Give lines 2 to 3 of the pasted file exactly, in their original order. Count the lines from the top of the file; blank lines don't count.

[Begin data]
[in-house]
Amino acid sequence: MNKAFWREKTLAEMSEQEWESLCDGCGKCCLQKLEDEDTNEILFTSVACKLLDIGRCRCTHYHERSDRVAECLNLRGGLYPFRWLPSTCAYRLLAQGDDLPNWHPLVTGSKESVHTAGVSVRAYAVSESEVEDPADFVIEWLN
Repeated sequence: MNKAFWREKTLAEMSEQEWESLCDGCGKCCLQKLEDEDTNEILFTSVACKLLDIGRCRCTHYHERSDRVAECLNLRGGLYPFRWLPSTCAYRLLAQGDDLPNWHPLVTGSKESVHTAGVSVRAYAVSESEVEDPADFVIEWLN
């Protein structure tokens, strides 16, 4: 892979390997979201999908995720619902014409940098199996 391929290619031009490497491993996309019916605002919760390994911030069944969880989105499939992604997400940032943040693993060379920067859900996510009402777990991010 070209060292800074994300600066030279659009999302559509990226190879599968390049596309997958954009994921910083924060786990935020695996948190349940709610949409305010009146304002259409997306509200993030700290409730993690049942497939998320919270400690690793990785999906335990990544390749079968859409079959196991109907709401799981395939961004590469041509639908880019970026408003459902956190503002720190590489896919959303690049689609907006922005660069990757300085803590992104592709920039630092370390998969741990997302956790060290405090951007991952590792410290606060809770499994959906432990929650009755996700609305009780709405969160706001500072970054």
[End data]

Amino acid sequence: MNKAFWREKTLAEMSEQEWESLCDGCGKCCLQKLEDEDTNEILFTSVACKLLDIGRCRCTHYHERSDRVAECLNLRGGLYPFRWLPSTCAYRLLAQGDDLPNWHPLVTGSKESVHTAGVSVRAYAVSESEVEDPADFVIEWLN
Repeated sequence: MNKAFWREKTLAEMSEQEWESLCDGCGKCCLQKLEDEDTNEILFTSVACKLLDIGRCRCTHYHERSDRVAECLNLRGGLYPFRWLPSTCAYRLLAQGDDLPNWHPLVTGSKESVHTAGVSVRAYAVSESEVEDPADFVIEWLN